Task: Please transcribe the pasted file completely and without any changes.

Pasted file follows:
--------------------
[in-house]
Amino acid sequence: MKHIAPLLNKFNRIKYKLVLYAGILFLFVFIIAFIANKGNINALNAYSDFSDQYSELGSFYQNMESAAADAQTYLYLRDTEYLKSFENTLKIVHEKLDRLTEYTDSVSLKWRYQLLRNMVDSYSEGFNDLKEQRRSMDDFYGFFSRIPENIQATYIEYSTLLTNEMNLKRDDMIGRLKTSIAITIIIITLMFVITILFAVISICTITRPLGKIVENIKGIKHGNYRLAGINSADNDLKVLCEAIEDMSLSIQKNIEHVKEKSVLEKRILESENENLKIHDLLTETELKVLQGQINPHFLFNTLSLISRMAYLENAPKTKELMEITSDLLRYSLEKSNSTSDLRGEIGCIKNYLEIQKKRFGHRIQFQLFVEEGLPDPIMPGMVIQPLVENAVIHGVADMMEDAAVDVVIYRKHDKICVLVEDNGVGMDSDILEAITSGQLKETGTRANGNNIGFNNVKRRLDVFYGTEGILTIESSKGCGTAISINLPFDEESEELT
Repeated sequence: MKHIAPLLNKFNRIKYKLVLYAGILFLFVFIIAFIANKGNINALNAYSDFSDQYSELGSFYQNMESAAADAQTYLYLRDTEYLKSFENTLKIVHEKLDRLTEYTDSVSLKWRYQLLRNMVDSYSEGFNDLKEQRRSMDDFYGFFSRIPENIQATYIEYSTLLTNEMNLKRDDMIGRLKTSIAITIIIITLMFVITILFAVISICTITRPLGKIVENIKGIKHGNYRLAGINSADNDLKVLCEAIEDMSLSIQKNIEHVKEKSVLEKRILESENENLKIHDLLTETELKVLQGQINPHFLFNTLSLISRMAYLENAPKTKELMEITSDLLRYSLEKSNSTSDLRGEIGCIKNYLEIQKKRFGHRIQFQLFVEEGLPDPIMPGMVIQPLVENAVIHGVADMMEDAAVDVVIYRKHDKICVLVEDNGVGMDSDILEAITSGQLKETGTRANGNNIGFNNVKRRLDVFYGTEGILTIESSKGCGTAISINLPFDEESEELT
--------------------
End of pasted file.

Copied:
[in-house]
Amino acid sequence: MKHIAPLLNKFNRIKYKLVLYAGILFLFVFIIAFIANKGNINALNAYSDFSDQYSELGSFYQNMESAAADAQTYLYLRDTEYLKSFENTLKIVHEKLDRLTEYTDSVSLKWRYQLLRNMVDSYSEGFNDLKEQRRSMDDFYGFFSRIPENIQATYIEYSTLLTNEMNLKRDDMIGRLKTSIAITIIIITLMFVITILFAVISICTITRPLGKIVENIKGIKHGNYRLAGINSADNDLKVLCEAIEDMSLSIQKNIEHVKEKSVLEKRILESENENLKIHDLLTETELKVLQGQINPHFLFNTLSLISRMAYLENAPKTKELMEITSDLLRYSLEKSNSTSDLRGEIGCIKNYLEIQKKRFGHRIQFQLFVEEGLPDPIMPGMVIQPLVENAVIHGVADMMEDAAVDVVIYRKHDKICVLVEDNGVGMDSDILEAITSGQLKETGTRANGNNIGFNNVKRRLDVFYGTEGILTIESSKGCGTAISINLPFDEESEELT
Repeated sequence: MKHIAPLLNKFNRIKYKLVLYAGILFLFVFIIAFIANKGNINALNAYSDFSDQYSELGSFYQNMESAAADAQTYLYLRDTEYLKSFENTLKIVHEKLDRLTEYTDSVSLKWRYQLLRNMVDSYSEGFNDLKEQRRSMDDFYGFFSRIPENIQATYIEYSTLLTNEMNLKRDDMIGRLKTSIAITIIIITLMFVITILFAVISICTITRPLGKIVENIKGIKHGNYRLAGINSADNDLKVLCEAIEDMSLSIQKNIEHVKEKSVLEKRILESENENLKIHDLLTETELKVLQGQINPHFLFNTLSLISRMAYLENAPKTKELMEITSDLLRYSLEKSNSTSDLRGEIGCIKNYLEIQKKRFGHRIQFQLFVEEGLPDPIMPGMVIQPLVENAVIHGVADMMEDAAVDVVIYRKHDKICVLVEDNGVGMDSDILEAITSGQLKETGTRANGNNIGFNNVKRRLDVFYGTEGILTIESSKGCGTAISINLPFDEESEELT